by Jake Voss, Water Mission Engineer
On February 6, 2023, devastating earthquakes struck the southeastern region of Turkey and northwestern area of Syria, destroying multiple cities and killing more than 50,000 people. Of the survivors, more than 3 million men, women and children are displaced from their homes, and many have sought refuge in camps for internally displaced people (IDPs). Yet, even in the midst of loss and tragedy of this disaster, there was hope.
Following a disaster, safe water is essential to prevent the spread of waterborne illnesses in IDP camps. So, Water Mission responded within days, sending a trained disaster response team and equipment to get safe water flowing as fast as possible for people in need. Thanks to caring friends who supported this response, to date, we’ve installed 19 safe water systems, providing more than 62,000 people with safe water in IDP camps, kitchens, and clinics.
Water Mission Engineer, Jake Voss was one of the first Water Mission staff members on the ground in Turkey. In this special guest photoblog, he illustrates the tragedy of this event and the resilience of the people he met.
This photo was taken in the southernmost region, Hatay, in the colorful city of Antakya (the Biblical Antioch). With towering mountains looming on the horizon, we drove through the earthquake-ridden city where it seemed not a single building was left habitable. Occasionally, you would come across people walking down the street or rummaging through their destroyed homes for belongings.
One thing that made this disaster response so unique was the paradox of development and destruction. Much of the need faced was in urban areas, with thousands of people displaced from their multi-story apartment buildings and steady jobs and now living in tents and relying on distributions to meet their daily needs. Here you can see the remains of a Mercedes-Benz dealership that once was.
Further north of the Hatay region, I spent a large portion of my time implementing safe water projects in the city of Kahramanmaraş. The people who live here call it Maraş for short. Approaching from the south, we could see the minaret-lined city in the distance, elevated on the mountain, as though a city stronghold from a fictional movie. It was breathtaking. Upon closer examination of the above photo, you can see the various tents that served as temporary homes for displaced families. Fields, parks, and even roundabouts had tents filling them, as a near majority of this city, though still standing, was deemed unlivable and scheduled for demolition.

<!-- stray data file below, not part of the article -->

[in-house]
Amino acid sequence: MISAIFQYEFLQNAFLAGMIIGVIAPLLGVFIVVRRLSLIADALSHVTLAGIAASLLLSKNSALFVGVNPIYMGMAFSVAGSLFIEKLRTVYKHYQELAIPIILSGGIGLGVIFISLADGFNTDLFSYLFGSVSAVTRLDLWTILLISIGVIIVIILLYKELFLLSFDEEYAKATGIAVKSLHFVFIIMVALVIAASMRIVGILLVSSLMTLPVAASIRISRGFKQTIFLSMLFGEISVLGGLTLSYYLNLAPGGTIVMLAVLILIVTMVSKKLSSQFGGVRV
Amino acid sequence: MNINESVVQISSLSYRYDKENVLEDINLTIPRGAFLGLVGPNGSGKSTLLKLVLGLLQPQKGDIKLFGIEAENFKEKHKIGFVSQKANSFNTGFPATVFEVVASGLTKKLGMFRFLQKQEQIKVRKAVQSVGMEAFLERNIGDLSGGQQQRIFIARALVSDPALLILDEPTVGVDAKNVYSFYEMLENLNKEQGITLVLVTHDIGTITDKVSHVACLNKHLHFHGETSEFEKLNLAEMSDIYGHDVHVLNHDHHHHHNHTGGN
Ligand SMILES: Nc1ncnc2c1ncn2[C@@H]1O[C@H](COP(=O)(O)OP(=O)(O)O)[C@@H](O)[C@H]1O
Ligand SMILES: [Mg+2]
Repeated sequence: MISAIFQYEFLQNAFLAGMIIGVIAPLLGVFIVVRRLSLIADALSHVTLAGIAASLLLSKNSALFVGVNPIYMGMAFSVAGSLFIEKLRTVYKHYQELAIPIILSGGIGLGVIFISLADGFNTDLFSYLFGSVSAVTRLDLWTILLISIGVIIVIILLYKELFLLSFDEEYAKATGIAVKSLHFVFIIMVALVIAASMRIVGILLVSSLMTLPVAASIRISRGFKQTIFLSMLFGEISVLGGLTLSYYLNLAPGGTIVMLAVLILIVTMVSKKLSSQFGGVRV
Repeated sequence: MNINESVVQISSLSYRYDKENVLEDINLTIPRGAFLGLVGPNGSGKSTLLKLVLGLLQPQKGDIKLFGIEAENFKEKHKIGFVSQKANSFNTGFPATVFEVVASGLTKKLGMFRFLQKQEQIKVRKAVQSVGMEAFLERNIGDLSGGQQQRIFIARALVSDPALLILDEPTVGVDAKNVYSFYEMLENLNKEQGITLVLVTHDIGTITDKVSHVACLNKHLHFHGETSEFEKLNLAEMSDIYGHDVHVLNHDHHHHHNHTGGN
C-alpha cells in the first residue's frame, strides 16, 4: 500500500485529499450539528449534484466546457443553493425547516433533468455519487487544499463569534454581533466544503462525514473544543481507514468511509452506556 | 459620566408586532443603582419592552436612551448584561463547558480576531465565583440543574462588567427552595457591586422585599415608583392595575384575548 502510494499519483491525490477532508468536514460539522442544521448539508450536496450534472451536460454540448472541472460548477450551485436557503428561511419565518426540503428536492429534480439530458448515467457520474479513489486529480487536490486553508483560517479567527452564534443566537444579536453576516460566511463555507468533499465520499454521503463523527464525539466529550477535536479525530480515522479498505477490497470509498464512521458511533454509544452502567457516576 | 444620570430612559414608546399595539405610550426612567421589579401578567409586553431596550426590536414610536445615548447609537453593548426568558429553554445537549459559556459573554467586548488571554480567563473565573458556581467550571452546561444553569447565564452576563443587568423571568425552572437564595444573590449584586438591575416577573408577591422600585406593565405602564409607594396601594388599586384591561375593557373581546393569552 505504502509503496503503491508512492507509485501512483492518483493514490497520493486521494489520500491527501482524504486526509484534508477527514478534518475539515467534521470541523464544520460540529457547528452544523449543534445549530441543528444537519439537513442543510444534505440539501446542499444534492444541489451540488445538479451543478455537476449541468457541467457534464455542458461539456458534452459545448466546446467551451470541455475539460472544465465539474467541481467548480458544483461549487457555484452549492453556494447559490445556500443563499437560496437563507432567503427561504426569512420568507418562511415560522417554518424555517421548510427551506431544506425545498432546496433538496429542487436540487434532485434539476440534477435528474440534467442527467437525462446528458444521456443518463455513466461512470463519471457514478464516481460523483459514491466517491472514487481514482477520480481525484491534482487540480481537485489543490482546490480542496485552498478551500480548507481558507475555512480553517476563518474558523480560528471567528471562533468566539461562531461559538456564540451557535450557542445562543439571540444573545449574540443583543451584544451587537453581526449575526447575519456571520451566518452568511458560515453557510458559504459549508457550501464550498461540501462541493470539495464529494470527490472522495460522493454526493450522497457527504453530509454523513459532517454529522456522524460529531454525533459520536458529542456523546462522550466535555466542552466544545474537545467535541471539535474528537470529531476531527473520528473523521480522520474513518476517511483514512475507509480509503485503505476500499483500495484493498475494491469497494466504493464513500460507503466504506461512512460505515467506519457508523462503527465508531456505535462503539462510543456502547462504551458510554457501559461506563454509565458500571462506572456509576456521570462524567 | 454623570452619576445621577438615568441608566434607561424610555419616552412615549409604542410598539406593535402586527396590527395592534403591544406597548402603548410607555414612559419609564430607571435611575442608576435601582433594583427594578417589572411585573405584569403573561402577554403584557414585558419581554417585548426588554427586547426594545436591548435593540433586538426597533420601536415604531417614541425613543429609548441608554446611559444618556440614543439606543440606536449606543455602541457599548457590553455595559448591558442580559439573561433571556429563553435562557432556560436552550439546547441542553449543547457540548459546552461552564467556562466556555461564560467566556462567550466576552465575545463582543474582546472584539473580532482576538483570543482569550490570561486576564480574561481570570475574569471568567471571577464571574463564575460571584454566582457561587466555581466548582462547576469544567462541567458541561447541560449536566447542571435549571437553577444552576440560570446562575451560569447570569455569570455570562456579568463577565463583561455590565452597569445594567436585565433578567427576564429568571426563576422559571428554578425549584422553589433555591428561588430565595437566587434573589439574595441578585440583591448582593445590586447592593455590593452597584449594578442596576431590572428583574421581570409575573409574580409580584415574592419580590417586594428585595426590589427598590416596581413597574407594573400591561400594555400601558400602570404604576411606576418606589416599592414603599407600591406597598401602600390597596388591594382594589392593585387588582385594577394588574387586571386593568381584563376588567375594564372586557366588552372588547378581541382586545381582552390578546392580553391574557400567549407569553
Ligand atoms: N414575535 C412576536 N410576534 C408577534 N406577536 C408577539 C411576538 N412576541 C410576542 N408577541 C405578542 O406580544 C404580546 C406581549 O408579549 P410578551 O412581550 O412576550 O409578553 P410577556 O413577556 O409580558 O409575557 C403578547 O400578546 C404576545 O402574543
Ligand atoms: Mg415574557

We spent a lot of time on the road driving from city to city. Many times, we drove this main thoroughfare which was nestled between to the Mediterranean Sea and the peaks lining the mountain range along the Dead Sea fault in southern Turkey. This route was between the Biblical cities of Tarsus and Antioch, and likely traveled many times by the Apostle Paul. As we made this drive, I was able to imagine myself in his shoes, walking this route while in awe of the beautiful sea and mountains.
In Maraş, I spent a lot of time working in displacement camps for Syrian refugees. Here you can see nearly 4,000 gallons (15,000 liters) of safe water storage with tents and mountains in the backdrop. Spending time with these Syrian refugees, my heart could not help but be filled with compassion. Many of them had already left their country and families in the midst of war in the previous years. Living here in Turkey, everyday life as a foreigner was already a challenge. Now, the earthquakes had taken away the little that they had.
However, the most striking part for me were their smiles. The smiles of elderly women and young children—even amid loss.
The most memorable and moving thing about a disaster response is the people. Many Turkish men and women made great sacrifices to serve their fellow Turkish people. Both of these men showed incredible hospitality to us, compassion for others in need, and immense endurance through their own hurt and loss.
Though the earthquakes in Turkey are a tragedy and source of great pain for many, I am grateful to have had the opportunity to work alongside many courageous and caring people. As an engineer with Water Mission in the Turkey Disaster response, it is a privilege to represent the Lord Jesus Christ by working with many people to provide safe and Living water to those in need.
Water Mission was born out of the need for safe water following Hurricane Mitch more than 20 years ago. Since then, support from friends like you have enabled us to serve men, women, and children following some of the world’s most devastating natural disasters and humanitarian crises. Will you prayerfully consider helping us bring safe water and trauma healing to those in need?